Not that it hasn’t been seen coming.
Back in 2016, Inside Croydon reported on the very brave – or reckless – Tory proposals for thousands of new homes there. Gordon Keymer, the previous council leader and something of a grandee in the Conservative Party nationally, lost his council seat soon after to the first OLRG – Oxted and Limpsfield Residents’ Group – candidate, Jackie Wren.
When Stamp won in Oxted North and Tandridge ward last week, the residents’ vote share was 67.8 per cent. Stamp said, “The size of the wins is very striking as is also the turnout – for my election it was 49.5per cent, for Claire Blackwell’s in neighbouring Limpsfield, it was 52per cent.
“These are high for local elections, so it seems more of a pro-OLRG vote than a protest vote. It’s fantastic that so many people are happy to support us and it looks like we are also appealing to people who don’t usually vote in local elections, which is great.”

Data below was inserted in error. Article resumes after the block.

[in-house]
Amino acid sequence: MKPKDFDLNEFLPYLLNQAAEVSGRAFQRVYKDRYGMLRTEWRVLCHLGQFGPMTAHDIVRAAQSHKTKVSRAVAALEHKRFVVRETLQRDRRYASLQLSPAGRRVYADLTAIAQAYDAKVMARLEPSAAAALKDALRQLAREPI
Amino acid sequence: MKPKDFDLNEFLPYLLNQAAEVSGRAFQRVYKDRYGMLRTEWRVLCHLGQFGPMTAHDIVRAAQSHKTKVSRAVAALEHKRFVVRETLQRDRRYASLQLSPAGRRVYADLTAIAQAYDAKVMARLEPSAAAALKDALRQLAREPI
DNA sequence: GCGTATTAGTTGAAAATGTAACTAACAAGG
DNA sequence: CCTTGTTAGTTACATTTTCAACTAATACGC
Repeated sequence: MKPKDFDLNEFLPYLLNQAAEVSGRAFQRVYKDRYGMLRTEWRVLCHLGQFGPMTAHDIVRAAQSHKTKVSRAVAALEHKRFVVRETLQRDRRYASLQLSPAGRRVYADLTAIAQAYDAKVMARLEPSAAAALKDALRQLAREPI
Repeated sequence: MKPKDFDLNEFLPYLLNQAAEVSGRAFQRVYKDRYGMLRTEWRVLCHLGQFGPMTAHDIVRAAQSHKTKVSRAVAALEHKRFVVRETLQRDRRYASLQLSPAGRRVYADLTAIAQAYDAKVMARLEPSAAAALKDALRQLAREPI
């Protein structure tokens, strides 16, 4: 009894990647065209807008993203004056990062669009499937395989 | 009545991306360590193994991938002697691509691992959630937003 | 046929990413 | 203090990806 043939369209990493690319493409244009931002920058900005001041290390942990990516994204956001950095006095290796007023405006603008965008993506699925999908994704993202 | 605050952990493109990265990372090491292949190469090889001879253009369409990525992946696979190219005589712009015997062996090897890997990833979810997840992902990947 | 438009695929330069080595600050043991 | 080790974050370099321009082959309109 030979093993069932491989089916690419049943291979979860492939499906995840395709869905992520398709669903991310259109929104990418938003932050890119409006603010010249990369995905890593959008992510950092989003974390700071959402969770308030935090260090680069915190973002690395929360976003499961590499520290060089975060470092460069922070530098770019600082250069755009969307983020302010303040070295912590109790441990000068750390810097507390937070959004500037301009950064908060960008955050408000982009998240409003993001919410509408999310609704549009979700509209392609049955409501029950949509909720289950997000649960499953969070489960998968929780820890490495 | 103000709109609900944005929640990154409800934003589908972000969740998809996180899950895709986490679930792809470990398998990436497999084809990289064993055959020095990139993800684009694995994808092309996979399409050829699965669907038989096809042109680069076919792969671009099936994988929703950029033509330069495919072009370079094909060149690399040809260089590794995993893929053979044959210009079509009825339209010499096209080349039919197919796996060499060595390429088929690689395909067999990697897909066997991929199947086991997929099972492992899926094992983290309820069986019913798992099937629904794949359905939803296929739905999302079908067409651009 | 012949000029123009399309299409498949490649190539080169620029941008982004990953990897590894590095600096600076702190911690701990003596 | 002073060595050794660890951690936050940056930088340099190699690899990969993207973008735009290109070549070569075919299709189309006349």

With just one-third of Tandridge’s council seats (14) up for election, the Tories lost six seats and overall control of the council. A Liberal Democrat alliance with a string of residents’ councillor groups seems the likely outcome there.
A little further afield, in Sussex, Crawley showed a different trend, with Labour enjoying a vote swing from the Tories of 6.55per cent, and as in Croydon last year, all other parties were shut out. Labour holds the council, 19 seats to 17 Conservative.
Labour dropped one seat and will be pleased that the new boundaries allow them still to win the council on a lower overall share of the vote than the Tories. Labour, according to Britain Elects, had a 43.3per cent share compared to the Conservatives’ 44.6per cent. Peter Lamb, the council leader, is also Labour’s Parliamentary candidate for the town, and he will feel buoyed at his prospects in the event of a General Election being called.